What is Narrative?


Aug 8, 2020
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I've been reading a creative writing textbook put out by Ignasi Ribó that's called Prose Fiction, An Introduction to the Semiotics of Narrative. While I'm still only in the first chapter, I have to say that the book is pretty good. The pages are filled with details I never knew. Well, never even knew I didn't know. Narrative is one of these details. Apparently, narrative is a pretty big deal and if you want to become any sort of qualified creative writer, I'd say you better know what narrative is.

To define the concept of narrative as best I can, I'll pull from two resources. First I'll use the Prose Fiction book and then I'll use a resource called BeemGee. They've got a really nice post that covers the idea of story vs. narrative.

Okay, first from Prose Fiction. They basically say that narrative is the semiotic representation of events that occur sequentially and meaningfully in a story. They're connection is between time and cause. They go on to explain how there are critical elements that make this definition what it is:

- It's important to understand what the word semiotics means. If you're not into writing or defining cool words, you've probably never heard of this one. Semiotics is the study of how signs are used as a process, as in, how signs are used as a means to come to an understanding of what something calls for. Signs can be a form of activity, conduct, or a process that leads a reader or viewer to understand what's trying to be communicated. When it comes to narrative, semiotics are either written or spoken, can be still or moving images, photographs, or something else that is received by the reader that the reader or viewer must interpret for meaning. I'll use a few easy examples to help you understand. An umpire swinging his arms to call someone playing a baseball game "out," is revealing a sign. The swinging arms. We've all come to learn what those arms mean under those circumstances. Also, a stop sign is a sign. Even if the word "stop" wasn't written on it, we'd still know what it wants us to do or what it calls for.

- Narratives connect things. When it comes to storytelling, the narrative has to connect at least two events in a structured way and organize that structure into something that's comprehensible.

- Narratives keep a story going and connect events in relation to time. They create sequences. They show cause and effect. An example might be: John walked down the road at night. He wore no jacket. His skin formed goosebumps in the chilly winter air.

- Narratives rely on meaning for effectiveness. The person offering the narrative expresses meaning and the receiver of the narrative understands it.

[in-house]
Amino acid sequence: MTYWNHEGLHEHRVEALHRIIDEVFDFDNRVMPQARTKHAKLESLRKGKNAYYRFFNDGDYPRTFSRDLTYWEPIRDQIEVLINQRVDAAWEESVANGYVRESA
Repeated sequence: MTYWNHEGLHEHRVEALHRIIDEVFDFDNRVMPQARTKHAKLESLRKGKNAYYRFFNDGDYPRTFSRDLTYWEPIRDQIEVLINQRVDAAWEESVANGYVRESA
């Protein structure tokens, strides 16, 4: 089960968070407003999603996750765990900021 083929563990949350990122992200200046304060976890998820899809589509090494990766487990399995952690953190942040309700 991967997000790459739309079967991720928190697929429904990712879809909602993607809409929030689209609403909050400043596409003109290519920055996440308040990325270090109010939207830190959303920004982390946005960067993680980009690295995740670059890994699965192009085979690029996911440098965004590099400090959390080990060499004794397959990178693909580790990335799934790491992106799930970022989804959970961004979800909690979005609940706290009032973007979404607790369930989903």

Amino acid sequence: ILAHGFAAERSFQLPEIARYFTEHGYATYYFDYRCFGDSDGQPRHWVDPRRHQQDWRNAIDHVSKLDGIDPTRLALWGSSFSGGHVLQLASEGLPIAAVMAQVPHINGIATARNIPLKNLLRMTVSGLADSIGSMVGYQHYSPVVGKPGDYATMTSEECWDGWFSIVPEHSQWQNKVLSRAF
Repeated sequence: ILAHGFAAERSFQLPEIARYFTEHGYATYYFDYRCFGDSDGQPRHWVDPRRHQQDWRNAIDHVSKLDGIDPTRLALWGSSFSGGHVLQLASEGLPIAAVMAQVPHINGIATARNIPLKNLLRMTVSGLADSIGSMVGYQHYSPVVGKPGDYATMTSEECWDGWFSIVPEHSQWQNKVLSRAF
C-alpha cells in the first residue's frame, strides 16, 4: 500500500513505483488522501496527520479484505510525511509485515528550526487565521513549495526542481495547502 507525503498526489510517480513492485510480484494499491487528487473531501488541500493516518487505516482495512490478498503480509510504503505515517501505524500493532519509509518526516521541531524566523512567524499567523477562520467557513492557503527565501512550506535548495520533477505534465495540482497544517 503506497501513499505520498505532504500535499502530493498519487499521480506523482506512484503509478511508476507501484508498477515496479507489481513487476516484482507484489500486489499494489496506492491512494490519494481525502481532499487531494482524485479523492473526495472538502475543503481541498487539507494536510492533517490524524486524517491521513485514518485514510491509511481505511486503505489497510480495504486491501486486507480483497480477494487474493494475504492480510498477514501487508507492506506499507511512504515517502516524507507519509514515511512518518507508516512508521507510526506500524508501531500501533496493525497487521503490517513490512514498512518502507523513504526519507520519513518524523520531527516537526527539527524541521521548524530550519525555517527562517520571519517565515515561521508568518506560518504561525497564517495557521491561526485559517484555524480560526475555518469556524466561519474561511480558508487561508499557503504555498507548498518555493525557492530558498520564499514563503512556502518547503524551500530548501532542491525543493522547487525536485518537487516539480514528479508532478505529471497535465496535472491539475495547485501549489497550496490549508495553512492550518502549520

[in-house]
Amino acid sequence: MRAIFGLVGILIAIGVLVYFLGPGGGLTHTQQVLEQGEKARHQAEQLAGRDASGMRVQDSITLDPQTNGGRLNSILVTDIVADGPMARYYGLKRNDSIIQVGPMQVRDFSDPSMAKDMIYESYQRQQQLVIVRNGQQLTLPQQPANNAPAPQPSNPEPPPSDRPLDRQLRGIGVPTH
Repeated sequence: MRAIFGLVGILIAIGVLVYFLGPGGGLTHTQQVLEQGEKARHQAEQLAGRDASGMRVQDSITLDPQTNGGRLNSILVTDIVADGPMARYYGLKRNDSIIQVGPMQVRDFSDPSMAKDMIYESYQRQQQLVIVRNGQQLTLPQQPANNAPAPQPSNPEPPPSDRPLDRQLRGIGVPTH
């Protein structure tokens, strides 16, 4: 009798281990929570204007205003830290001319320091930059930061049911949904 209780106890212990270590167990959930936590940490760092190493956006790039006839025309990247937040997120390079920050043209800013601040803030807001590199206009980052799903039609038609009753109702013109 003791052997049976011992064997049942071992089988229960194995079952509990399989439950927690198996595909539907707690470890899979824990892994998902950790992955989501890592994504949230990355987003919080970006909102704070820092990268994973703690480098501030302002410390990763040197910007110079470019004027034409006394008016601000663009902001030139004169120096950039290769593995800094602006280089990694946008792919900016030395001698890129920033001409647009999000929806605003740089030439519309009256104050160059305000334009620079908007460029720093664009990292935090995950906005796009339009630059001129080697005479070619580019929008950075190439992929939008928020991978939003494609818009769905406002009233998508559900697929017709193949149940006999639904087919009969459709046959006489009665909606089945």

Narratives are three dimensional. That's the best way I can say it. They're composed of ideas that are strung together to make sense. They use time and place to help with understanding. They're the basis for our understanding of our existence. Without narratives, we'd be stuck in a stagnant limbo with no way to look forward or back and without any understanding of how we got here.

A really helpful explanation comes from BeemGee. When narrative is compared and contrasted with a story, it all becomes so much more clear. The difference between narrative and a story is in the way whatever is being communicated is being told. If you wanted to tell someone a story of how you walked home from school a certain day, the narrative you choose to communicate is important. Let's say three events occurred. In one narrative, you first walked through some doors. Then, you got in a fight, and then you continued to walk all the way home to your house. In another narrative, you got in a fight, then you decided to walk through some doors, and continue on home. In the final narrative, you walked all the way home, then walked through some doors, and finally, you got in a fight. Do you see how the sequencing is helpful? The story is the accumulation of events themselves, while the narrative is the intended meaning to be conveyed when expressing those events a certain way. If you merely said to someone, "I walked through doors. I walked home. I got in a fight." They'd likely ask, "What are you talking about? A fight at school or a fight at home? Which doors? The school doors or your house doors?" This is why narrative is important - it organizes the story's events.

Can you define narrative better than I just did? If so, I welcome you to share your definition or understanding of it down below. The more clear, the better. Thanks!
What is Narrative? was posted on 08-23-2020 by EmeraldHike in the Writing Forum forum.
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